The Oak Ridge Police Department, Oak Ridge Fire Department and East Tennessee Children's Hospital Safe Travels program are hosting Child Passenger Seat Checkpoints in 2017. The next checkpoint is scheduled for July 8.

These events are held for parents and caregivers to receive educational material about car seats, have their car seats checked for any manufacturer recalls and also have the seats examined for proper installation.  The Child Passenger Seat Checkpoint is open to the public and it is free to attend.

All events will be held at Oak Ridge Fire Station #2, 609 Oak Ridge Turnpike (near Home Depot), from 10:00 a.m. until 1:00 p.m. 

Mark your calendars, the remaining dates are as follows:
  • July 8th
  • September 9th
  • November 11th
East Tennessee Children's Hospital advises anyone planning to attend a car seat inspection to be sure to bring your child restraint seat instructions and vehicle owner's manual. Also, to make the process more efficient, please install your child restraint seat to the best of your ability before attending the inspection. 

You can find more child passenger safety information on the Safe Travels section of their website.

The first checkpoint of the year, on January 14, was a big success. Oak Ridge Police and Fire Department personnel, along with representatives from East Tennessee Children's Hospital, were able to check 24 car seats in just three hours. Of the 24 car seats they inspected, ten of them had to be replaced because of a defect, expiration or recall.
National non-profit KaBOOM! is honoring Oak Ridge with a 2017 Playful City USA designation for the 6th time. Playful City USA honors cities and towns across the country for putting the needs of families first so kids can learn, grow and develop important life skills. These communities are transforming ordinary places into playful spaces and using play as a solution to the challenges facing their residents.

The 2017 Playful City USA recognition includes 258 communities from Richmond, Virginia, to Richmond, California, that make it as easy as possible for kids to play. In total, these communities feature more than 14,000 safe and engaging playspaces that serve more than 4 million kids.

"The Playful City designation indicates that we in Oak Ridge take pride in the numerous activities that involve play," City Manager Mark Watson said. "Whether a hike through our natural wooded areas and greenbelts or taking a kayak ride on Melton Hill Lake or mountain biking on Haw Ridge, the varied activities that we have in this community make us a great place to live and a Playful City."

"This award is earned each year by our hard working staff and would not be possible without their can-do attitude," Director of the City's Recreation and Parks Department Jon Hetrick added. "The Recreation and Parks Department works tirelessly throughout the year to inspect and protect playgrounds, parks and trail areas enjoyed by everyone. Our crew also hosts regular special events, like the City's Halloween Party, the egg hunt in the park, Civic Center Family Day, Scarboro Family Share Day, and many other activities."

As cities are becoming hotbeds for innovation, communities across the country are creating inventive ways to attract and retain residents. Playful City USA honorees are taking bold action to ensure kids have great places to play - all with the ultimate goal of making play the easy choice for all kids, no matter where they live. In addition to the playground down the street, Playful City USA communities are turning grocery stores, vacant lots, crosswalks and sidewalks into opportunities for play.

"We are thrilled to recognize Oak Ridge for putting kids first," KaBOOM! CEO James Siegal said. "The well-being of our communities starts with the well-being of our kids, and play is critical for them to thrive. It is our collective responsibility to ensure that all kids get the childhood they deserve filled with play."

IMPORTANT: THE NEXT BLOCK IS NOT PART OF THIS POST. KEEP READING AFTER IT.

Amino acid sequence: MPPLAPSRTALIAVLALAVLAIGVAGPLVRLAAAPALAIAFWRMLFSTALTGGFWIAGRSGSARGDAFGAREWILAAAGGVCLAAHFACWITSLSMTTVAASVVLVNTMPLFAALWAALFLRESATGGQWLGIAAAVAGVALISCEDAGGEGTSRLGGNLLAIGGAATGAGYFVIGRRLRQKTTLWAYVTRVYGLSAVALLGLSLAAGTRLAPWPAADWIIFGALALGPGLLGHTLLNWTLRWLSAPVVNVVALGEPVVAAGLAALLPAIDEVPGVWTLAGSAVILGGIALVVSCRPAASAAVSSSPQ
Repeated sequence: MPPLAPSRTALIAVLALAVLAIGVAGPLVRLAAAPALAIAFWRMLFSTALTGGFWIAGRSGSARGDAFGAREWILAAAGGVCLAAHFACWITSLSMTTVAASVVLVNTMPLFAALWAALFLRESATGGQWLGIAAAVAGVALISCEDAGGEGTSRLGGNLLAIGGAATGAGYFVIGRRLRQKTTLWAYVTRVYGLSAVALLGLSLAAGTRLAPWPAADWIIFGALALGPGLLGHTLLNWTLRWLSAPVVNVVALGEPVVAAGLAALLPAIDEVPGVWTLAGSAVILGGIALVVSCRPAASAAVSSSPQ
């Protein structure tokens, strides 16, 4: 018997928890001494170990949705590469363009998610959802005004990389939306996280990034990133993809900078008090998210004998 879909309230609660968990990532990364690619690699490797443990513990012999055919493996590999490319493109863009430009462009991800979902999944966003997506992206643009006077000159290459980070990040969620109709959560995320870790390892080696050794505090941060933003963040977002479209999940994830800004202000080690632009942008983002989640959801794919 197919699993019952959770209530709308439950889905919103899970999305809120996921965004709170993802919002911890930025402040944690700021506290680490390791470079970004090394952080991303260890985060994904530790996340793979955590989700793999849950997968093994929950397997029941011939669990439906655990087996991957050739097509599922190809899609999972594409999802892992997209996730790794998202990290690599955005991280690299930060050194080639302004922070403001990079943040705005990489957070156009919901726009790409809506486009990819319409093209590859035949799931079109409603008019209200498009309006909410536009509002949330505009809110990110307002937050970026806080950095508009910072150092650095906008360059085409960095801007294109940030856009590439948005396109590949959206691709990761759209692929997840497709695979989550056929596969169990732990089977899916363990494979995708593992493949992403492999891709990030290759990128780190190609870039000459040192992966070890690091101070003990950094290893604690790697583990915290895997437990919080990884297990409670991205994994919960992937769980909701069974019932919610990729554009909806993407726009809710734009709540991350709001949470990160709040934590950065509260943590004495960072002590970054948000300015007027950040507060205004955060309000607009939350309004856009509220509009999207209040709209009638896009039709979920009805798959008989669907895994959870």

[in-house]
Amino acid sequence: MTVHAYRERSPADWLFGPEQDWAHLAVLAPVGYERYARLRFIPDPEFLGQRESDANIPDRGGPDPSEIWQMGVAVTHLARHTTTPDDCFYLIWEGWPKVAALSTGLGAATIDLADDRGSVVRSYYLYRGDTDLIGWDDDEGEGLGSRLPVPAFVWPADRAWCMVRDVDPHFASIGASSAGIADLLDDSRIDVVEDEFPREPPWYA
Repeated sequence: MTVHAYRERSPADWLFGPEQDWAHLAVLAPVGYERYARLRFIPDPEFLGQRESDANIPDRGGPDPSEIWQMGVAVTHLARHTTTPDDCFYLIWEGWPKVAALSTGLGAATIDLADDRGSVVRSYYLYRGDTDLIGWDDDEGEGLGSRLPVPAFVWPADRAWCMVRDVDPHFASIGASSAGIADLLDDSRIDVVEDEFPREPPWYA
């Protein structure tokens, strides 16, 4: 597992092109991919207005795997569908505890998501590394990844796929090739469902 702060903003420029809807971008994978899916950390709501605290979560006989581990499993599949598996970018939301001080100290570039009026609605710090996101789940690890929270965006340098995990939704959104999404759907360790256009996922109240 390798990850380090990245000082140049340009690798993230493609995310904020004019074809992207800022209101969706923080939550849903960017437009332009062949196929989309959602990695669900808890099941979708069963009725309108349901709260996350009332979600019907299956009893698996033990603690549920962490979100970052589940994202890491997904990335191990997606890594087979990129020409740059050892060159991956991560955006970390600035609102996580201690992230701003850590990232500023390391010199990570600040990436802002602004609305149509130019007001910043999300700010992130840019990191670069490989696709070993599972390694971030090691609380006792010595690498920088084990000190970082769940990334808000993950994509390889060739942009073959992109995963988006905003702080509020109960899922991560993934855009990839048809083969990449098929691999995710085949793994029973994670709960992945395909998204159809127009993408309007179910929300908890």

Visit the Oak Ridge Recreation and Parks Department website at for more information on the City's parks, playgrounds and indoor spaces for play. To see the full list of Playful City USA communities and to learn more about making play the easy choice for kids, visit You can also take part in the conversation with leaders across the country using #PLAYceforkids on Twitter and Facebook.
The Public Works Department and Public Works Employee Relations Committee (PwERC) invited the citizens of Oak Ridge to a Public Works Community Open House and Touch-the-Truck event at the Central Services Complex on May 25. The event was held in recognition of Public Works Week in the City of Oak Ridge and National Public Works Week (May 21-27).

The event allowed the community to learn more about all the different divisions that make up the Public Works Department. Public Works is much more than just water and sewer services. They are, in short, the people who maintain and improve the systems and services vital to the City's health, safety and comfort. Those systems and public services include, but are not limited to, water distribution, sewer collection, water and wastewater treatment, street, sidewalk, and storm drain repair and maintenance, stormwater management, public building maintenance and management, snow removal, and City fleet maintenance.

The open house featured fun and educational activities for all ages, including a Touch-the-Truck event that gave kids and their parents the opportunity to see the different types of vehicles used to keep the City safe and functioning smoothly. 

Two local food trucks, Untamed Kitchen and Awad-O-Food, helped feed the crowd. The open house also featured live local music, a bounce house, face painting, give-a-ways, and many other activities. Thank you to everyone who visited and helped us put on this fun and interactive event!

Long thought of as the silent arm of Public Safety, Public Works partnered with the Oak Ridge Police Department and the Oak Ridge Fire Department for this event. Sponsors for Public Works Week and the open house included: LDA Engineering, Y-12 Federal Credit Union, Stowers, Awad-O-Food, and Untamed Kitchen. For more information about the Public Works Department, call (865) 425-1875.